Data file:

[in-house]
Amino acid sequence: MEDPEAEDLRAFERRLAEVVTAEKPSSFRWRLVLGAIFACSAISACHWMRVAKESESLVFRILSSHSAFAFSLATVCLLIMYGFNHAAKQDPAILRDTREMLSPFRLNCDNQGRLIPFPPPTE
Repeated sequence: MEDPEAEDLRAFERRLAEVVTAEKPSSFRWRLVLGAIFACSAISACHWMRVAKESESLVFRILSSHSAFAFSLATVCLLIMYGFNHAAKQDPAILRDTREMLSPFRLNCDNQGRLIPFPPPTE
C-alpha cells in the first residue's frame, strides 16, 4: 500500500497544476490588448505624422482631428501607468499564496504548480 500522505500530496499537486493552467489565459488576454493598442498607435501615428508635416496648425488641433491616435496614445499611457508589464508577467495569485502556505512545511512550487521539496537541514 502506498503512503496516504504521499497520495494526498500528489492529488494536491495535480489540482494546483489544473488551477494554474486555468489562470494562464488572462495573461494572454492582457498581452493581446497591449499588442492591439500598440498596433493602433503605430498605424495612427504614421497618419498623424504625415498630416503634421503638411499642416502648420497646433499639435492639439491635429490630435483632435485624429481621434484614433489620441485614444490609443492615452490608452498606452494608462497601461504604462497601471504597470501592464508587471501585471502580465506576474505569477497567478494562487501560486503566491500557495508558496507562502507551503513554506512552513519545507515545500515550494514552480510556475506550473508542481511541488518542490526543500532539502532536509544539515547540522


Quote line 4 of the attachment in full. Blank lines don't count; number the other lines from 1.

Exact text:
C-alpha cells in the first residue's frame, strides 16, 4: 500500500497544476490588448505624422482631428501607468499564496504548480 500522505500530496499537486493552467489565459488576454493598442498607435501615428508635416496648425488641433491616435496614445499611457508589464508577467495569485502556505512545511512550487521539496537541514 502506498503512503496516504504521499497520495494526498500528489492529488494536491495535480489540482494546483489544473488551477494554474486555468489562470494562464488572462495573461494572454492582457498581452493581446497591449499588442492591439500598440498596433493602433503605430498605424495612427504614421497618419498623424504625415498630416503634421503638411499642416502648420497646433499639435492639439491635429490630435483632435485624429481621434484614433489620441485614444490609443492615452490608452498606452494608462497601461504604462497601471504597470501592464508587471501585471502580465506576474505569477497567478494562487501560486503566491500557495508558496507562502507551503513554506512552513519545507515545500515550494514552480510556475506550473508542481511541488518542490526543500532539502532536509544539515547540522